Sir Dinshaw Edulji Wacha (1844–1936) was a Parsi Indian politician from Bombay. He was one of the founders of the Indian National Congress, and its President in 1901.
Wacha was a member of the Bombay Municipality for 40 years and was quite active. He was the President of the Bombay Presidency for three years from 1915-1918, after being the Secretary for thirty years from 1885-1915. He was active in various different areas, especially education, social reforms and economics and finance. In 1897 he embarrassed the Indian government by making everyone aware of their financial errors and shortcomings. He pointed out that they were foolishly overspending on military and civil expenditures. Wacha was very bright and was knighted in 1917. He was effective in communicating with the public and educating them on the political and economic situation of India. It is said that no economic issue or financial mistake could get past him as he would always recognize the error and bring it to the attention of the people.
He was associated with the cotton industry and was the President of the Indian Merchants' Chamber in 1915. He was knighted in 1917.
Sir Dinshaw was a member of the Bombay Legislative Council, the Imperial Legislative Council and the Council of State. He headed the Western India Liberal Association from 1919 to 1927.Contents
Wacha played a significant role in the early days of the Indian National Congress, helping to shape its structure and the way in which it conducted its activities. Wacha was instrumental in steering the Congress away from actively soliciting the support of India's princes. Though Dadabhai Naoroji believed that "the Princes seem the only quarter where we can expect to get it to any large extent," Wacha was more skeptical of any significant support from the princes. According to him, although the princes shared a personal sympathy with the Congress's goals, the Residents (British members of the courts) would have quickly worked to discipline them if they took too active of a role. Wacha doubted whether their support could be relied upon and sought to support the Congress by focusing more on private donations. Wacha further worked to strengthen the Congress structure by encouraging the creation of a representative committee at the Madras Congress to draft new rules intended to give Congress a definite institutional form. These guidelines included local standing committees composed of delegates who had previously attended Congress meetings that were to meet regularly, subcommittees that would meet once a week, and the implementation of elections to select the General-Secretary each year.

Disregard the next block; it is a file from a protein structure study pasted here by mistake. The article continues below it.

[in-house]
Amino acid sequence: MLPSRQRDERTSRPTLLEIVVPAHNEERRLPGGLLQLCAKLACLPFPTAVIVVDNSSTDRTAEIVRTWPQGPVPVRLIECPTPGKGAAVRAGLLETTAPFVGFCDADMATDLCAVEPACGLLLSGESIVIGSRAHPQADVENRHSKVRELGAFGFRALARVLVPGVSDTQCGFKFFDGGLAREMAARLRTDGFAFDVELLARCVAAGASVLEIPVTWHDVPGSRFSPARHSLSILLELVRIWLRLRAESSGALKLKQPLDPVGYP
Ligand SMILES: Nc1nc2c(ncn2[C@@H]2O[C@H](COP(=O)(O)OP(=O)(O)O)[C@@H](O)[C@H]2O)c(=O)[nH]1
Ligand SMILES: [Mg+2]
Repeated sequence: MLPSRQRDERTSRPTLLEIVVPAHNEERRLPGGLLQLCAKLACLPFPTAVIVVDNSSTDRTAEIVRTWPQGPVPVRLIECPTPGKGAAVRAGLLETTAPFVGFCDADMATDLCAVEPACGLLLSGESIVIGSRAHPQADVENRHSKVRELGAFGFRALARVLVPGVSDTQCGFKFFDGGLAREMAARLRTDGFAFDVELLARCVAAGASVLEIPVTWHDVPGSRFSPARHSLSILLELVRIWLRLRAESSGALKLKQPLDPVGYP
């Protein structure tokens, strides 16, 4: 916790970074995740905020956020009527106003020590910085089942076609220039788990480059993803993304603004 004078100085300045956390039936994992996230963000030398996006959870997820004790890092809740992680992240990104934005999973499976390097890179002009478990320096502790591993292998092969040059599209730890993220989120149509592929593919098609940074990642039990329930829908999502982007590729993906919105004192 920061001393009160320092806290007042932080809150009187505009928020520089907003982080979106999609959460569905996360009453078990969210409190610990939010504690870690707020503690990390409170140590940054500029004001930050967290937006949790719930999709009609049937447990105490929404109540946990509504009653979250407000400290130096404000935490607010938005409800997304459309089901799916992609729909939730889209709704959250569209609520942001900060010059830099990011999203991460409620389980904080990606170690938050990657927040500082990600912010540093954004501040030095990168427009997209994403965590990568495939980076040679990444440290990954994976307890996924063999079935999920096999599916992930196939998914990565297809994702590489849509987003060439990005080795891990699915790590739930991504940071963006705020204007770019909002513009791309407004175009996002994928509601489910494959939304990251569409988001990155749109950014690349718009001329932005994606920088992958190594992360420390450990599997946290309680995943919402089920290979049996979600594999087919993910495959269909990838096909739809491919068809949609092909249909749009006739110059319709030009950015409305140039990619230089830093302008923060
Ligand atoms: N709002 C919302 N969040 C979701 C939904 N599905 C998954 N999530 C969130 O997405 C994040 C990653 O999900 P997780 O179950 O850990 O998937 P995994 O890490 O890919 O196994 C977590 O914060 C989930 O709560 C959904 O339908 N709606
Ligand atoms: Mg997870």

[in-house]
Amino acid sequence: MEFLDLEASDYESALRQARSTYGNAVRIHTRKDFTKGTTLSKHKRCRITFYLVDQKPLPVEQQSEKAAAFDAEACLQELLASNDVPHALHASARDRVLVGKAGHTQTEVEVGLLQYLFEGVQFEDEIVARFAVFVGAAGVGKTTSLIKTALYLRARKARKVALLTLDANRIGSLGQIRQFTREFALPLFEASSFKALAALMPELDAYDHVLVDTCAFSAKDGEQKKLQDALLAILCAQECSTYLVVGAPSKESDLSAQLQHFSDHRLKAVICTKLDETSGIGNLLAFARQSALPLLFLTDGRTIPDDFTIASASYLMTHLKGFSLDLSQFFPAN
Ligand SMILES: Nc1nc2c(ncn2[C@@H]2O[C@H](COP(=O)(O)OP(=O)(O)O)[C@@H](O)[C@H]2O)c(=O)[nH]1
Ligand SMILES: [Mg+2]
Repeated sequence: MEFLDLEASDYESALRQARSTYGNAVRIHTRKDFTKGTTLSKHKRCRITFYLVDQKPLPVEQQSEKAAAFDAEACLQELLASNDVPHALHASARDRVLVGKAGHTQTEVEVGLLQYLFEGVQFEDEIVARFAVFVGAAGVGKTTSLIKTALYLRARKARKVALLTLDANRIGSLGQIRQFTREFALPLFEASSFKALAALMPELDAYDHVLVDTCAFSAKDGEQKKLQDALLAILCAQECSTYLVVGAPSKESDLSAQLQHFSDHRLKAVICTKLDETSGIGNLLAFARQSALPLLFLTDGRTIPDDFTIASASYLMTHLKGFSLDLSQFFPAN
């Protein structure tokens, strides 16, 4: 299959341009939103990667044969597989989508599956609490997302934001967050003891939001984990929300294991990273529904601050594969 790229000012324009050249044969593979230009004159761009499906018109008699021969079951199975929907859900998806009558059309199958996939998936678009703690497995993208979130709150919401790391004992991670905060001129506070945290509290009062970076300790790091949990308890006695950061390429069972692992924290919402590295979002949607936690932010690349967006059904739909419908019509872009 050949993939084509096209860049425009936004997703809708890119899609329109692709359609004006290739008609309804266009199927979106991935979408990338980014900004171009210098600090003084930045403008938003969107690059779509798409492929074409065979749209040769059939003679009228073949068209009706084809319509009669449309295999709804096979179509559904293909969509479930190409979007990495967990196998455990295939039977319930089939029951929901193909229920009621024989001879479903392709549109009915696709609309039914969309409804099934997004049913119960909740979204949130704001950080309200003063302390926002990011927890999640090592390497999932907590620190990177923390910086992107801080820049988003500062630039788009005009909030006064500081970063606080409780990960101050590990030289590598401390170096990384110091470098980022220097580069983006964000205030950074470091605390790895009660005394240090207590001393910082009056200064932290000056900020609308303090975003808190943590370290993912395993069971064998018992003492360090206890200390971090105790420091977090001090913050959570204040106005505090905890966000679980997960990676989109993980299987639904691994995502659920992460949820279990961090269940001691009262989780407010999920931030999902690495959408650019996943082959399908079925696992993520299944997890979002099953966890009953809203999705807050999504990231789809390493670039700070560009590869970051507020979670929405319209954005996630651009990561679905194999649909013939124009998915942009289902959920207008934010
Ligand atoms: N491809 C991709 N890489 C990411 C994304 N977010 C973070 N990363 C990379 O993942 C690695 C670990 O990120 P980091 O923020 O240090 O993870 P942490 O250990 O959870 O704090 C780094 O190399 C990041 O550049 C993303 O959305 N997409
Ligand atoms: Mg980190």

In the late 1900s, Wacha was sceptical of the unity of the Indian National Congress. He believed that part of the reason for this lack of unity was the structure of the organization. While attendees showed renewed interest and enthusiasm at annual meetings, this enthusiasm quickly faded in the periods in between. "It breaks out sporadically at a Congress, but soon, the occasion being over, it subsides-- to be restored again for a time on another occasion. This spirit of persistent disinterested agitation all over the country is not visible. There may be here and there few seized of the spirit, but they have not the strength and influence to cohere around a central point." This was state of the Congress in its early stages when Wacha presided over it.
Wacha lamented the lack of dedicated leaders who were willing to devote to Congress's political goals. He observed how many figures, such as Pherozeshah Mehta, who would have made capable leaders, eschewed total alliance with the Congress for fear of damage to their private careers. Despite this lack of support from Indian leaders, Wacha did acknowledge the vital role that the Scotsman, Allan Hume, played in maintaining Congress in between sessions, stating, "He is the man to give us steam." Still, Wacha expressed concern over Hume's growing influence over Congress and micromanagement of its affairs. "Because he is indispensable... ought not to behave as a tyrant...He thinks in all matters he must have the upper hand." Wacha encouraged fellow Indians to take a more active and vocal role in Congress affairs, expressing, "We ought to be energetic and patriotic enough to make an advance in our political progress without such aid. We cannot expect a perennial crop of Allan Humes to assist us." Works